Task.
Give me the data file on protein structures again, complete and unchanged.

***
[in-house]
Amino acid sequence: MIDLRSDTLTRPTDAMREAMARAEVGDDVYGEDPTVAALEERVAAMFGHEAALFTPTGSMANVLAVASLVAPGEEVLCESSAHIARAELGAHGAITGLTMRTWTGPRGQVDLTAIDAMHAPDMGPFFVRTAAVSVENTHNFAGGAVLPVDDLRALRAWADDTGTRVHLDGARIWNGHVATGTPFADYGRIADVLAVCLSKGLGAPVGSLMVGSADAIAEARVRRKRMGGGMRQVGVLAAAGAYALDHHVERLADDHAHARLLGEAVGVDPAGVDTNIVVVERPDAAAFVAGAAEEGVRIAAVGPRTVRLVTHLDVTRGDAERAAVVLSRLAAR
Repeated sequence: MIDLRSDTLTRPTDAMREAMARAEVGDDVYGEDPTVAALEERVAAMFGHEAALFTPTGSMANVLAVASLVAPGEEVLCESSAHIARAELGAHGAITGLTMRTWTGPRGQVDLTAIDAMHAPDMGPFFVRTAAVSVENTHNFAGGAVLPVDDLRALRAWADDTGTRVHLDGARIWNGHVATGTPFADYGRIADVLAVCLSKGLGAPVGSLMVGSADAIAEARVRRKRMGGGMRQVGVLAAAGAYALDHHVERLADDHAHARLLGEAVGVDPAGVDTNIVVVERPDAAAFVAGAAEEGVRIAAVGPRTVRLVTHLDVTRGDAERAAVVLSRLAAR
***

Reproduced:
[in-house]
Amino acid sequence: MIDLRSDTLTRPTDAMREAMARAEVGDDVYGEDPTVAALEERVAAMFGHEAALFTPTGSMANVLAVASLVAPGEEVLCESSAHIARAELGAHGAITGLTMRTWTGPRGQVDLTAIDAMHAPDMGPFFVRTAAVSVENTHNFAGGAVLPVDDLRALRAWADDTGTRVHLDGARIWNGHVATGTPFADYGRIADVLAVCLSKGLGAPVGSLMVGSADAIAEARVRRKRMGGGMRQVGVLAAAGAYALDHHVERLADDHAHARLLGEAVGVDPAGVDTNIVVVERPDAAAFVAGAAEEGVRIAAVGPRTVRLVTHLDVTRGDAERAAVVLSRLAAR
Repeated sequence: MIDLRSDTLTRPTDAMREAMARAEVGDDVYGEDPTVAALEERVAAMFGHEAALFTPTGSMANVLAVASLVAPGEEVLCESSAHIARAELGAHGAITGLTMRTWTGPRGQVDLTAIDAMHAPDMGPFFVRTAAVSVENTHNFAGGAVLPVDDLRALRAWADDTGTRVHLDGARIWNGHVATGTPFADYGRIADVLAVCLSKGLGAPVGSLMVGSADAIAEARVRRKRMGGGMRQVGVLAAAGAYALDHHVERLADDHAHARLLGEAVGVDPAGVDTNIVVVERPDAAAFVAGAAEEGVRIAAVGPRTVRLVTHLDVTRGDAERAAVVLSRLAAR